Vents are what allow a roof to breathe correctly. They remove any moisture-producing buildup on a roof that might lead to mold, mildew, decay, and other undesirable accumulations.
Eave: The lower edge of the roof that overhangs the wall is called an eave, and it is usually seen in the first three feet of a roof.
Undereave vent: Undereave vents are intake vents that are located beneath the roof’s eaves and help bring cold, dry air into the attic.
Ice and water barrier: A self-adhered waterproofing membrane used along eaves, valleys, sidewalls, and other vulnerable locations to guard against ice damage and wind-driven rain is known as an ice and water barrier. Ice and water barrier is a waterproof coating that prevents ice and water damage to your roof. Ice and water barrier will protect your roof decking (asphalt shingles, metal roof, etc.) if water gets underneath your roofing material.
Roof valleys, around penetrations, and on roofs with a 2/12, 3/12, or 4/12 pitch should all have ice and water protection installed. Because of its significance, it is required on every roof.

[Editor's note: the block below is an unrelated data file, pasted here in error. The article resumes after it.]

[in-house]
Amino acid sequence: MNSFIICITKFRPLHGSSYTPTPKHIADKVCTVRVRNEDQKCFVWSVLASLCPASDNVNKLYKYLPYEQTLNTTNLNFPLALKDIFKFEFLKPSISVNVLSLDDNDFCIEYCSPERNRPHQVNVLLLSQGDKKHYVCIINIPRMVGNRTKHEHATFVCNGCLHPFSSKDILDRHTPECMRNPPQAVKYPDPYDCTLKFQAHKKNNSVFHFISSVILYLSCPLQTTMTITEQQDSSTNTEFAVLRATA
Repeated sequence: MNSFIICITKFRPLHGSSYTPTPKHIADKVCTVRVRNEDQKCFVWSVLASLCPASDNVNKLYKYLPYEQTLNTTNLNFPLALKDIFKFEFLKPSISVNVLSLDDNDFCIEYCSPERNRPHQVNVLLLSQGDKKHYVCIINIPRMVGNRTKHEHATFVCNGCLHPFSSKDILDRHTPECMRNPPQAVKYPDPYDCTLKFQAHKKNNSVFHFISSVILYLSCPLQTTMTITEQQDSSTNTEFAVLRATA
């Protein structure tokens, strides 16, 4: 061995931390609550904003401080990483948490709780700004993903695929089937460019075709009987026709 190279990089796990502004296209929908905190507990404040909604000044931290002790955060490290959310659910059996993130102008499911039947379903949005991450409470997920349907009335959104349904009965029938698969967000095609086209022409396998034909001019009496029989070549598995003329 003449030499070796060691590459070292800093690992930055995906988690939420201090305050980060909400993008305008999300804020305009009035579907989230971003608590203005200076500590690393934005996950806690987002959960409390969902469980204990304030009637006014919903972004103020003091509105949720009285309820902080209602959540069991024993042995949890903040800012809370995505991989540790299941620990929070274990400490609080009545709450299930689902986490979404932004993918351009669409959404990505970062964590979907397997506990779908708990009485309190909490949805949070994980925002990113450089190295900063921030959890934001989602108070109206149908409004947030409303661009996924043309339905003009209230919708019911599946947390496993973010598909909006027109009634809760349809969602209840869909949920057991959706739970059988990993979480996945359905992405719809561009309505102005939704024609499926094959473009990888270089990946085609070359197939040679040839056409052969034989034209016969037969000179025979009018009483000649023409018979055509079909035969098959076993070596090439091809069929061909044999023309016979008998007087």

Dormer: A dormer is a part of the roof that is raised above the rest of the roof. A window that projects vertically through the roof slope is popular in dormers.
Metal drip edge: A metal drip edge is a small strip of corrosion-resistant metal used at the rake and eave to help control dripping water by allowing water discharge and protecting the wall’s underlying part. Gutters and drip edges are critical components of any effective roof design because they move water away from the roof and guide it away from the home’s foundation. Metal flashing inserted at the roof’s edges is known as drip edge (eaves and rakes). Its major aim is to keep water from getting below your roofing components and away
from your fascia. Water will get under your gutters and destroy your fascia board and roof decking if you don’t have a drip edge.
Laminated Architectural Shingles: Laminated architectural asphalt shingles have multiple layers of tabs to give a roof more dimension, performance, and longevity. Architectural shingles are sometimes known as laminated shingles or three-dimensional shingles. Three-tab shingles are the polar opposite of architectural shingles since they are made up of a single layer of tabs and appear flat or without the dimension of a laminated shingle.